Weight Watchers makes healthy food more tempting to members by assigning zero SmartPoints to a list of over 200 healthy foods.
Foods encouraged on the Weight Watchers plan include:
- Lean proteins like skinless chicken, eggs, tofu, fish, shellfish and non-fat yogurt.
- Non-starchy vegetables like broccoli, asparagus, greens, cauliflower and peppers.
- Fresh, frozen and unsweetened canned fruit.
- Healthy carbohydrates such as sweet potatoes, brown rice, oatmeal, beans and whole-grain products.
- Healthy fats like avocado, olive oil and nuts.
Foods to Avoid
While the SmartPoints system allows members to choose any food they like, Weight Watchers discourages eating unhealthy foods.
The Weight Watchers website suggests that members “stick to foods that are higher in protein and lower in sugar and saturated fat.
Weight Watchers urges members to avoid foods high in sugar and saturated fats, including:
- Sugary drinks
- Potato chips
- Processed meats
- Cakes and cookies
However, Weight Watchers makes it clear that no foods are off limits and members can eat their favorite snacks and desserts as long as they stay within their designated SmartPoints.
This can be challenging for dieters that struggle with self-control and should be considered when deciding if Weight Watchers is a good fit for you.
Weight Watchers encourages members to keep weight-loss friendly foods on hand.
Purchasing healthy foods minimizes temptation and ensures that members have the ingredients necessary to prepare fresh, tasty meals at home.
Here is a sample grocery list of Weight Watchers-approved foods.
- Produce: Fresh and frozen fruits and vegetables, fresh herbs.
- Protein: Lean meats, poultry, eggs, tofu, shellfish, frozen veggie burgers and fish.
- Dairy: Low-fat milk or nondairy milk substitutes like almond milk, low-fat or fat-free unsweetened yogurt, fat-free cottage cheese, regular or low-fat cheeses.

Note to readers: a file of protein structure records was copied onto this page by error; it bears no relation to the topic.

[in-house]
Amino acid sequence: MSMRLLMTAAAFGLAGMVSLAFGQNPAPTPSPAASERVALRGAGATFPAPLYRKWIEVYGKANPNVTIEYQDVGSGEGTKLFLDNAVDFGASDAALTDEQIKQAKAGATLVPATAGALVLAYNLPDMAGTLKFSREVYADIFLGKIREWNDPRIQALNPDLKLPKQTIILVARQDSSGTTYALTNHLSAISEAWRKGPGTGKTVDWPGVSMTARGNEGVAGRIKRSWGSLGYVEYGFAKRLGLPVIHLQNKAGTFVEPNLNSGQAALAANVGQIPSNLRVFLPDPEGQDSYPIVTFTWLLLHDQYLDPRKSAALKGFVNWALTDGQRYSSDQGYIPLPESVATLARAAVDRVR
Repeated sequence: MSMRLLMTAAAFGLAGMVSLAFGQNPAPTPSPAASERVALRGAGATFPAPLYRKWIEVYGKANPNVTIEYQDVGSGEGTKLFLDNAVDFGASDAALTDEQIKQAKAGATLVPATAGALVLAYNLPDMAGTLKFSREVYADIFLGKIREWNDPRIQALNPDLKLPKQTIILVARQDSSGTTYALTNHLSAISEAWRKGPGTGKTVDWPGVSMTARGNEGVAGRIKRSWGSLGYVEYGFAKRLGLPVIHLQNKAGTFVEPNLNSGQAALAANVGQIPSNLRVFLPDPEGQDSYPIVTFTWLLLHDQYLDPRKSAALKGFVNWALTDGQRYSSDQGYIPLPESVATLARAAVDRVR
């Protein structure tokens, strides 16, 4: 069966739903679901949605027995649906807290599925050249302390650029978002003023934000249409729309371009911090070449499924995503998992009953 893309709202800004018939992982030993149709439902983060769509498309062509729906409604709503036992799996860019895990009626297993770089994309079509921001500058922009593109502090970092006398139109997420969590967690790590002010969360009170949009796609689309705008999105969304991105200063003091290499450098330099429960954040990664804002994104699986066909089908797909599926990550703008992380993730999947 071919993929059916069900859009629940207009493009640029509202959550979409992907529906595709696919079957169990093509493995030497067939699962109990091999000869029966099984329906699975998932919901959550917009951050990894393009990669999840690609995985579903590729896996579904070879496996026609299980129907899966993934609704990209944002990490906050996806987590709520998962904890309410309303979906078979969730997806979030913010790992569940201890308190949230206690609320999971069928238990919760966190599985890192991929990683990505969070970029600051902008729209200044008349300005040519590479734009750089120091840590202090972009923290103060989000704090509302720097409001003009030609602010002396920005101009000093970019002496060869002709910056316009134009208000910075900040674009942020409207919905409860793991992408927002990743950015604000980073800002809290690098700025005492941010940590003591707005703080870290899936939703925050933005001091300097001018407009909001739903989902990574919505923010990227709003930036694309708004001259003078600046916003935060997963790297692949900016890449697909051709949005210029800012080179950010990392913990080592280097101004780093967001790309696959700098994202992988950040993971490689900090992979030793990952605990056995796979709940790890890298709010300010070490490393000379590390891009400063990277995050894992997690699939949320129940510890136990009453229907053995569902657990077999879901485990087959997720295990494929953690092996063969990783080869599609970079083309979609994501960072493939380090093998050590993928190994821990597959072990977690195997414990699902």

- Grains, breads and pastas: Brown rice, barley, quinoa, corn tortillas, whole-grain or reduced-calorie bread, oatmeal and whole-grain pasta, waffles or shredded cereal.
- Canned and prepared foods: Tomato sauce, hummus, black bean dip, Weight Watchers frozen entrees, salsa, canned beans, canned unsweetened fruits and canned low-salt vegetables.
- Healthy fats: Olive oil, avocados, peanut butter, nuts and seeds.
- Seasoning and condiments: Vinegar, hot sauce, mustard, dried herbs, fat-free mayonnaise, reduced-sodium soy sauce, fat-free or low-fat salad dressing.
- Snacks: Fat-free popcorn, baked tortilla chips, sugar-free gelatin, Weight Watchers ice cream bars and sorbet.
The Bottom Line
Weight Watchers is a popular weight-loss program that attracts hundreds of thousands of new members every year.
Its flexible, points-based system appeals to many dieters and stresses the importance of living a healthy lifestyle.
Studies have found that Weight Watchers is an effective way to lose weight and keep it off.
If you’re looking for an evidence-based weight-loss program that lets you indulge in your favorite foods once in a while, Weight Watchers might help you reach your health and wellness goals.
Please compare Weight Watchers with other diet companies: Atkins, BistroMD, Keto Advanced Weight Loss, Medifast, Nutrisystem, SlimFast, South Beach Diet, Splendid Spoon, DoFasting, Noom, Key Eats, Keto Zone Diet